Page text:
“Well, you could be friends.”

“No,” he said. “Too far away and long ago. All over. Was it me who was so crazy jealous? Seems highly improbable. And she was such a damned manager.”

“Somebody’s got to manage you.”

“No,” he said again, putting a period to it.

She closed the desk. “Susan talk your ear off? She’s so full of big literary words—we don’t know what to do about it.”

“We’re pals,” he said. Talking about Susan made him feel better. “And she knows when to pipe down.” He remembered Susan’s request. “Look, Louise, there’s some sort of patriotic rally in the Legion Hall tonight—and Susan asked me to ask you, in my most irresistible manner, will you take her?”

She looked distressed. “Oh, Bill, I can’t possibly — there’s just too much to do here. Now 1 wonder what she’s up to all this time. She’s too quiet.” She hurried out and he heard her call from the foot of the stairs; heardSusan’s high voice in quick eager response, “I’m making something, mother. Please don’t come up. It’s a secret . . . It’s going to be wonderful!"

“I think I’d better come up all the same,” Louise said, practically.

He waited, looking out at the naked elms—the swing was still there, after all these years, and beyond were the giant lilacs, tall as trees. That was where he had built his hut years ago—about the last kid thing he had done—a wonderful hut that didn’t leak at all, except when it rained.

Louise, downstairs again, stood in the door, troubled, but wanting to laugh, too. “It’s so like her,” she said. “I had to say ‘no,’ Bill; I couldn’t let her make a scarecrow of herself.” And then, arguing with herself, “She’ll forget it in a little while; they always do.” She hurried away toward the kitchen.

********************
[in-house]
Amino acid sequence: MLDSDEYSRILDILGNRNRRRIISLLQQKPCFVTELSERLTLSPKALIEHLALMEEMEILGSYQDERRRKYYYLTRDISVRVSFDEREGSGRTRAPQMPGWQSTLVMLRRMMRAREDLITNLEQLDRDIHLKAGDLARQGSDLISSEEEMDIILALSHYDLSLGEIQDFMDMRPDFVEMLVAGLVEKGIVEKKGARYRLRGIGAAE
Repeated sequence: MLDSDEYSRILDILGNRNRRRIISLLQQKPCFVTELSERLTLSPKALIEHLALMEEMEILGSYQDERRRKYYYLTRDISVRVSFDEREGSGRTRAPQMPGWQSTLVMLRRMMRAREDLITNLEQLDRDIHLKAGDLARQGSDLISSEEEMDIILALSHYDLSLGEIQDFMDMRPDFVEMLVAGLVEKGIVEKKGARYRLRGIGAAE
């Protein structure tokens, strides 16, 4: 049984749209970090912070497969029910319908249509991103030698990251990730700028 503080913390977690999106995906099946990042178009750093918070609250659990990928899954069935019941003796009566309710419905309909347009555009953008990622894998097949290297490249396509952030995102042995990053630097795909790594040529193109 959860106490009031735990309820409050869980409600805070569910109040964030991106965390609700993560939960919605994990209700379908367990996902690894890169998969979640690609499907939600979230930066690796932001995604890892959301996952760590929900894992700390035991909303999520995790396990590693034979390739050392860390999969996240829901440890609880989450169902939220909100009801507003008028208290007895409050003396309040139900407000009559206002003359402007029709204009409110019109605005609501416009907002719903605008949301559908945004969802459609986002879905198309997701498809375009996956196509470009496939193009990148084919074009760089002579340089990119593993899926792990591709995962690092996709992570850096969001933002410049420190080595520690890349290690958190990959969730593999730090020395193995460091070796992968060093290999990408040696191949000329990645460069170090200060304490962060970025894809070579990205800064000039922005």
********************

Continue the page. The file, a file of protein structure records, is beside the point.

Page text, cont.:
rT WAS hard though to know what a kid would forget. He hadn’t forgotten about his hut; he could see it now in his memory, as glamorous, as important as ever. And if he’d failed at it—that would have stuck too—forever. After a while he went

upstairs and knocked on Susan’s door.

“Bill? You can come in.” There was a spool bed near a peaked dormer window, a desk, a couple of square little chairs, bright roses in the wallpaper—a pleasant room, but just at this moment it was in a dreadful mess, the floor covered with scraps of cardboard, colored paper, old white cloth. The air was thick with the all-out wretchedness of childish disappointment. There was a smell of glue. Susan was sitting on the bed, long legs dangling, her hands listless in her lap.

“I’m a moron,” she told him quietly.

She managed a twisted, cynical smile, but there were still tears in her eyes. “You see it was my idea,” she told him. poking bitter fun at herself, “to go as—you’d never guess—as the Spirit of Victory. That’s pretty funny, isn’t it?”

Bill didn’t feel like laughing. “Sounds okay to me,” he said.

“Oh. no. don’t you see! There’ll be a dozen other little girls all dressed up like Victory. Of course! It isn’t original at all.”

The word—Louise’s, he was sure—made him sore. “Oh. heck! neither is war original. And what is?” He looked at that deplorable floor. “Kids aren’t the only